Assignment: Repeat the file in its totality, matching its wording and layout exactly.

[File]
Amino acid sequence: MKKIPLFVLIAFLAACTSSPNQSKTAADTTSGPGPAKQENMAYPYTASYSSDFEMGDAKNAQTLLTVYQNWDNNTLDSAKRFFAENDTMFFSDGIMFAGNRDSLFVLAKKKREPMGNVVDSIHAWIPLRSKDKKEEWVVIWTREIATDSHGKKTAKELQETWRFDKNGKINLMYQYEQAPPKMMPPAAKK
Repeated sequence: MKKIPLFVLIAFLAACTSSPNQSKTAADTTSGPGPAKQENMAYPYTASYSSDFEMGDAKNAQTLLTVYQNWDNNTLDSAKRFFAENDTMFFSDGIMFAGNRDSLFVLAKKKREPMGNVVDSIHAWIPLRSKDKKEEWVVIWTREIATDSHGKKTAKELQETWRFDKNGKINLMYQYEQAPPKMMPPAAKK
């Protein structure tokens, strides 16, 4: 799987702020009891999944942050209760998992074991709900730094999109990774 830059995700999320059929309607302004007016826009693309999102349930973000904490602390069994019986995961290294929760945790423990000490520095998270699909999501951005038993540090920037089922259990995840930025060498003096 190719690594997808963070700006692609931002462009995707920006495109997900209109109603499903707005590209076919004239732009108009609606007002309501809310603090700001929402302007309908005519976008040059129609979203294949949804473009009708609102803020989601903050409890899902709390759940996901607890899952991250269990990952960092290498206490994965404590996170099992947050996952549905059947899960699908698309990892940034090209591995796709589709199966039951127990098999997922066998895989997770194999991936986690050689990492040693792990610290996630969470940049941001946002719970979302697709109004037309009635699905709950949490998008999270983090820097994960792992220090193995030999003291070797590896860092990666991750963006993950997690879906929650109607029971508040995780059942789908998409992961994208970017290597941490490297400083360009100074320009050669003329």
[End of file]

Amino acid sequence: MKKIPLFVLIAFLAACTSSPNQSKTAADTTSGPGPAKQENMAYPYTASYSSDFEMGDAKNAQTLLTVYQNWDNNTLDSAKRFFAENDTMFFSDGIMFAGNRDSLFVLAKKKREPMGNVVDSIHAWIPLRSKDKKEEWVVIWTREIATDSHGKKTAKELQETWRFDKNGKINLMYQYEQAPPKMMPPAAKK
Repeated sequence: MKKIPLFVLIAFLAACTSSPNQSKTAADTTSGPGPAKQENMAYPYTASYSSDFEMGDAKNAQTLLTVYQNWDNNTLDSAKRFFAENDTMFFSDGIMFAGNRDSLFVLAKKKREPMGNVVDSIHAWIPLRSKDKKEEWVVIWTREIATDSHGKKTAKELQETWRFDKNGKINLMYQYEQAPPKMMPPAAKK
């Protein structure tokens, strides 16, 4: 799987702020009891999944942050209760998992074991709900730094999109990774 830059995700999320059929309607302004007016826009693309999102349930973000904490602390069994019986995961290294929760945790423990000490520095998270699909999501951005038993540090920037089922259990995840930025060498003096 190719690594997808963070700006692609931002462009995707920006495109997900209109109603499903707005590209076919004239732009108009609606007002309501809310603090700001929402302007309908005519976008040059129609979203294949949804473009009708609102803020989601903050409890899902709390759940996901607890899952991250269990990952960092290498206490994965404590996170099992947050996952549905059947899960699908698309990892940034090209591995796709589709199966039951127990098999997922066998895989997770194999991936986690050689990492040693792990610290996630969470940049941001946002719970979302697709109004037309009635699905709950949490998008999270983090820097994960792992220090193995030999003291070797590896860092990666991750963006993950997690879906929650109607029971508040995780059942789908998409992961994208970017290597941490490297400083360009100074320009050669003329």